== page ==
This widespread disorder in southern countries will present organized crime such as MS-13 and drug cartels with burgeoning business opportunities; their subsidiaries specializing in human smuggling and sex trafficking will ramp up their operations. Refu-migrants whose needs go unmet by the state will turn to criminal organizations for protection, income, and services. If millions of refu-migrants land in the United States at once, the savage ad-hoc governance of the Mexican drug cartels will percolate across the Southwest and beyond, along with attendant corruption of U.S. authorities, subversion of lawful businesses, and intimidation of the media.

Politically, the U.S. will find itself in a dilemma akin to Israel’s impasse with the Palestinians: grant citizenship and voting rights to millions of displaced people, shifting power and culture in the nation; or keep them in limbo as demi-residents and foment outrage among refu-migrants and the country’s progressives. The former is more likely, and refu-migrants seeking relief from their predicament will almost certainly opt for socialist programs and politicians, the likes of which contributed to the collapse of their home countries.

In not taking the impending collapse of our southern neighbors seriously, we risk the safety and security of all Americans.

PRESIDENT TRUMP’S FORESIGHT / President Donald J. Trump

President Donald J. Trump.

PRESIDENT TRUMP’S FORESIGHT

Whether the United States is able to secure its border or not, instability in the south will clear the way for superpower enemies to ramp up a soft invasion of their own. Russia and China have been building footholds in South and Central America for years—particularly in Venezuela and Brazil. One can only imagine the destructiveness of drug cartels fully supported by Russian or Chinese arms and intelligence.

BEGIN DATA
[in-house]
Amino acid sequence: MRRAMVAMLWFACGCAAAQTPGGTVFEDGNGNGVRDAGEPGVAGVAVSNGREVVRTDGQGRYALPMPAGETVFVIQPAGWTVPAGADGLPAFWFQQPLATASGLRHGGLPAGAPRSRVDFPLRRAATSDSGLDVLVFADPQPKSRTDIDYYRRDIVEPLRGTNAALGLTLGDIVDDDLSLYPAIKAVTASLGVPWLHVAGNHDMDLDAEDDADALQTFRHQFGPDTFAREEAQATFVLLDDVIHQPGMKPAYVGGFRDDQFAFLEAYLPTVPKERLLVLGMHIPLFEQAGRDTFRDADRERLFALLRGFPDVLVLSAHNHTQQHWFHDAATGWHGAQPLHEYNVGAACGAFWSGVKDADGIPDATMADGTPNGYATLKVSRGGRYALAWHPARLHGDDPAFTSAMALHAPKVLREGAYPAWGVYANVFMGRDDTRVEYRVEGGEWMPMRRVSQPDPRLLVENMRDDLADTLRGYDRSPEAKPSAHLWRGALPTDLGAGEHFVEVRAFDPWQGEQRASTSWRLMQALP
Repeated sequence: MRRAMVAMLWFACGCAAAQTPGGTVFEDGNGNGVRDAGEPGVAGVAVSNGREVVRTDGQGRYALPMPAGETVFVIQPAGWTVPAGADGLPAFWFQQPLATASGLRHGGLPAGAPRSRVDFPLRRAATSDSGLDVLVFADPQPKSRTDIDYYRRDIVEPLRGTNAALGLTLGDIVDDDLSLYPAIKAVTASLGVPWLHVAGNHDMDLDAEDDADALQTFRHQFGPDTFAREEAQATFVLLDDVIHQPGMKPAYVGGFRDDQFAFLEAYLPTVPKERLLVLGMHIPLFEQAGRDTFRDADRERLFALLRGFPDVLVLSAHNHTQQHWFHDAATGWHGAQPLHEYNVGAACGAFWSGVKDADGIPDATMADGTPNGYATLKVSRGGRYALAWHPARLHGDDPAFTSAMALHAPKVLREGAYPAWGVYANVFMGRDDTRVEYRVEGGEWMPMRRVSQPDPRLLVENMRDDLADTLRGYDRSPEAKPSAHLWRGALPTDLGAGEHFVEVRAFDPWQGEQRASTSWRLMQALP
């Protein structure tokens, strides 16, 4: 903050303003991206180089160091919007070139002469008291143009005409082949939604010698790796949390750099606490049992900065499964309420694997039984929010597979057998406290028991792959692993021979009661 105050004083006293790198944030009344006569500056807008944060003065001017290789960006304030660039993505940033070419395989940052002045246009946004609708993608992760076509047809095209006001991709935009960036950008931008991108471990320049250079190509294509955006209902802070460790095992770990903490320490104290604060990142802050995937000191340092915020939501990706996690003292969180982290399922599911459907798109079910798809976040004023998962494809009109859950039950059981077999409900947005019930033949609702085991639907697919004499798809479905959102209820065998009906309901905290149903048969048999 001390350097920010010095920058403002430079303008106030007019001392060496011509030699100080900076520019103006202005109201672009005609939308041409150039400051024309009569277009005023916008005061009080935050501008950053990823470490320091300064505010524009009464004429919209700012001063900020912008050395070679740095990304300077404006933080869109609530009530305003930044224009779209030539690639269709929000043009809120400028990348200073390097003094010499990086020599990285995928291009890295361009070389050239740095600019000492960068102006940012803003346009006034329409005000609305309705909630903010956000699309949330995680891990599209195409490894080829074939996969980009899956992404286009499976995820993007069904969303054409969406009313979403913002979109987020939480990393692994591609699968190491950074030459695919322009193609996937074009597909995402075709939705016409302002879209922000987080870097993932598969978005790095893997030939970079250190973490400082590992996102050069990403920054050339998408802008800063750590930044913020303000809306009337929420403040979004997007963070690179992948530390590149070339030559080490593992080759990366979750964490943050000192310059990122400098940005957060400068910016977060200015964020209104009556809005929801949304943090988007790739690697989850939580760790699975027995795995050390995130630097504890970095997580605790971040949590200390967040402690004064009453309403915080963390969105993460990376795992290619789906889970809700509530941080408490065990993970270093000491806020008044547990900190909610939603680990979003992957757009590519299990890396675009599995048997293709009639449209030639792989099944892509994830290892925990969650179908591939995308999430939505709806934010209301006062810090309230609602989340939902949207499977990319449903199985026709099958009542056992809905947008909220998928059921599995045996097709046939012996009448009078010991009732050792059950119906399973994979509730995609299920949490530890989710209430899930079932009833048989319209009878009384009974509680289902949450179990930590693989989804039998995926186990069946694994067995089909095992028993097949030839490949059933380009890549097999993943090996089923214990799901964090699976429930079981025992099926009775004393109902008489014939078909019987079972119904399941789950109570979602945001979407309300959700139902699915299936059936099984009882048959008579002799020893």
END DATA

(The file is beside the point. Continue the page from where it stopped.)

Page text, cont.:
President Trump’s push to designate the drug cartels as terrorist organizations is a useful and long-overdue first step. Americans and law enforcement can now mentalize the drug cartels as defiant sub-governments capable of alliances, rather than mere outlaws. More importantly, it appears that President Trump has provoked a national discussion on immigration for reasons that transcend transitory political concerns. By shining a spotlight on the impending refu-migrant catastrophe, the President appears to be preparing Americans for a monumental choice they will almost certainly face soon.

The President’s efforts—calculated or not—may wake the United States from its quixotic trance. We may avoid the cascading and perhaps even fatal denial of their European cousins when it comes to absorbing vast numbers of displaced people without a lengthy discussion or a carefully thought-out plan.

Written By

Alec Orrell is an independent political analyst and essayist with a background in game theory, classics, and theology. He attended St. John’s College and lives in Los Angeles.